found objects, duratran
Happiness is not a place, it’s a direction.
The arrow is probably the oldest and most basic of graphic symbols. It is universal in it’s simple command, “Go this way,” - the primary metaphor of direction that we use everyday to navigate through our physical and virtual worlds.
The lighted roadside arrow was probably invented first, and had to wait around for Edison and Ford to catch up. Meant to be viewed at 60 miles an hour and 30 feet away, they are part huckster, part ad, part message board; it’s the every-man’s sure-fire solution to getting attention, making a sale, driving business. Drive down the street and it’s the everywhere, everyday object. But so ubiquitous are these today that they go largely unnoticed. The only thing that differentiates one from another are the words and letters on the illuminated panel backdrop, authored by a hurried entrepreneur.
Larkin collects arrows. Mainly pictures. Hundreds of them. Some artifacts. Start to look for them and they are everywhere. It’s a distraction, just ask his wife.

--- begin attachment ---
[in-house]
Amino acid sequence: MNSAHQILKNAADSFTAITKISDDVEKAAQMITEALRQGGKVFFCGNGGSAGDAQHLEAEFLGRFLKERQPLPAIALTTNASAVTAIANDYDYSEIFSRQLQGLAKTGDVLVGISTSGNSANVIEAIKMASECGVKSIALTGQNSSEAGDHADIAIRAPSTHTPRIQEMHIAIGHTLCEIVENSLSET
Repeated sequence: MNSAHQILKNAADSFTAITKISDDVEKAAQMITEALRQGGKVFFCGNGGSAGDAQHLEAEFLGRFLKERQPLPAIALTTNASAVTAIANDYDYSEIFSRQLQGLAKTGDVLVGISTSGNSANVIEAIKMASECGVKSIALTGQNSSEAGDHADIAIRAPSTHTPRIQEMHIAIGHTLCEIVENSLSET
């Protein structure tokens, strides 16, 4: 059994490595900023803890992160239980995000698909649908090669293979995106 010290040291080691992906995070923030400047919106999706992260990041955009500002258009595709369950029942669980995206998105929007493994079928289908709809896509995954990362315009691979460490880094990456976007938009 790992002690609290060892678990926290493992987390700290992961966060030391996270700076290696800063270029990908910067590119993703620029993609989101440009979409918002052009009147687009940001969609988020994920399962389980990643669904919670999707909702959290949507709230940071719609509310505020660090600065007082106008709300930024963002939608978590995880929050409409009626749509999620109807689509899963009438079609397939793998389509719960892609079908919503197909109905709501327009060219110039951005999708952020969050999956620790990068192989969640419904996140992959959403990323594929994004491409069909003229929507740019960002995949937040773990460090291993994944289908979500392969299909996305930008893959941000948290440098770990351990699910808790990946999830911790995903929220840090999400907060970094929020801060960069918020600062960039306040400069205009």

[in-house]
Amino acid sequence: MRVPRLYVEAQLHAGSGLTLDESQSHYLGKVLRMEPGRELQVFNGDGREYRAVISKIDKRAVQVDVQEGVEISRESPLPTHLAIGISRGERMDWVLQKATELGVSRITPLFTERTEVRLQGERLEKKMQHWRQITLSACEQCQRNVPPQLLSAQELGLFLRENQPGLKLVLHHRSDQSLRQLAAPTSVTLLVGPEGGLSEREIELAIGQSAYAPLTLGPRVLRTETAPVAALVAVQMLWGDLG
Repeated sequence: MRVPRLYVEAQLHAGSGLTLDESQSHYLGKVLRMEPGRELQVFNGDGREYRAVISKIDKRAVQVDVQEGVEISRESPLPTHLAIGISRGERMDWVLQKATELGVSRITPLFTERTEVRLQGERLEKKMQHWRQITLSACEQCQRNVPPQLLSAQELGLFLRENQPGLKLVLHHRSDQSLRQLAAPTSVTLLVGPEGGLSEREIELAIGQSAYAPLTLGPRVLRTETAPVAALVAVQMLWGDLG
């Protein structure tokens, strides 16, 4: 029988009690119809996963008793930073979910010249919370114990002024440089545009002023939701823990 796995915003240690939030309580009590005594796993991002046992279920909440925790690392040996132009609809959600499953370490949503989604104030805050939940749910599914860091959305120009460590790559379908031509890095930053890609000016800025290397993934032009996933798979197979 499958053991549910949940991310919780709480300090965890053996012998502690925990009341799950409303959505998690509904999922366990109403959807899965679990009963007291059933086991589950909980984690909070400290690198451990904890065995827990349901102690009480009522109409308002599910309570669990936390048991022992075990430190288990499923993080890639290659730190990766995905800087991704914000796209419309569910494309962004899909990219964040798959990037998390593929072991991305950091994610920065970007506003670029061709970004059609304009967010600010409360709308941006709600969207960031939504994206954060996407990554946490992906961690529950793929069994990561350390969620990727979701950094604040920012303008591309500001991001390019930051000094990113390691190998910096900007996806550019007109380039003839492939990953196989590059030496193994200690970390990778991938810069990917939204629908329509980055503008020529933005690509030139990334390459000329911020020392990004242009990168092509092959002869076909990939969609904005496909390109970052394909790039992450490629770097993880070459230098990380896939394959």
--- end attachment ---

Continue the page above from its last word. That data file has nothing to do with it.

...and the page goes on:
Larkin Werner is a partner and creative director of Wall-to-Wall Studios, a graphic design studio with offices in Pittsburgh, PA, and Honolulu, HI, that creates exciting and meaningful branding for print, web and motion. He earned a BFA in Communication Design from Syracuse University and has over seventeen years of graphic design and brand strategy experience.
His work has received accolades from various publications and organizations, including Print Magazine, Communication Arts, Graphis, Step, AIGA 100, Sappi International, and The Ad Federation, among others. He was named one of Pittsburgh’s Magazine’s 40 Under 40 in 2006, and has work exhibited in galleries natonally. He is a current member and past President of the American Institute of Graphic Art (AIGA), Pittsburgh Chapter, and currently a adjunct faculty member of Robert Morris University’s Media Arts Department. Larkin has been with W|W since 2000.
He lives in Pittsburgh with his wife (a metals artist) and two children. He still believes that good design can save the world.